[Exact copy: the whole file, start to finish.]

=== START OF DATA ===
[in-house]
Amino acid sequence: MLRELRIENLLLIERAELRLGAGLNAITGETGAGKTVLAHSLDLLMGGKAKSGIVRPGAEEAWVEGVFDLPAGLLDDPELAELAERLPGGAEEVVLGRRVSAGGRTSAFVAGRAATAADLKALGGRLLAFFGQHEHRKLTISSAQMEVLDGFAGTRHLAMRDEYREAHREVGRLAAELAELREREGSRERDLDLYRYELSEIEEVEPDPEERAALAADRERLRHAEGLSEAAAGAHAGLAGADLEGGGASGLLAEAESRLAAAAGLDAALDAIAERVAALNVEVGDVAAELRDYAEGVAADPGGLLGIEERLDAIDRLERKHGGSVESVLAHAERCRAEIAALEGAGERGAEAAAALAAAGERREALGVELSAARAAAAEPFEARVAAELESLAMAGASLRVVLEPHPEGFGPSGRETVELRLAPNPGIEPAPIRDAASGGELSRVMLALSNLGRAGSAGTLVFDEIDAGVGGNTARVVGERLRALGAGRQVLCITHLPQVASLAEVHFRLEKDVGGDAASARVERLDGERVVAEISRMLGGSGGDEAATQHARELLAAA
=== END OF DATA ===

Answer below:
[in-house]
Amino acid sequence: MLRELRIENLLLIERAELRLGAGLNAITGETGAGKTVLAHSLDLLMGGKAKSGIVRPGAEEAWVEGVFDLPAGLLDDPELAELAERLPGGAEEVVLGRRVSAGGRTSAFVAGRAATAADLKALGGRLLAFFGQHEHRKLTISSAQMEVLDGFAGTRHLAMRDEYREAHREVGRLAAELAELREREGSRERDLDLYRYELSEIEEVEPDPEERAALAADRERLRHAEGLSEAAAGAHAGLAGADLEGGGASGLLAEAESRLAAAAGLDAALDAIAERVAALNVEVGDVAAELRDYAEGVAADPGGLLGIEERLDAIDRLERKHGGSVESVLAHAERCRAEIAALEGAGERGAEAAAALAAAGERREALGVELSAARAAAAEPFEARVAAELESLAMAGASLRVVLEPHPEGFGPSGRETVELRLAPNPGIEPAPIRDAASGGELSRVMLALSNLGRAGSAGTLVFDEIDAGVGGNTARVVGERLRALGAGRQVLCITHLPQVASLAEVHFRLEKDVGGDAASARVERLDGERVVAEISRMLGGSGGDEAATQHARELLAAA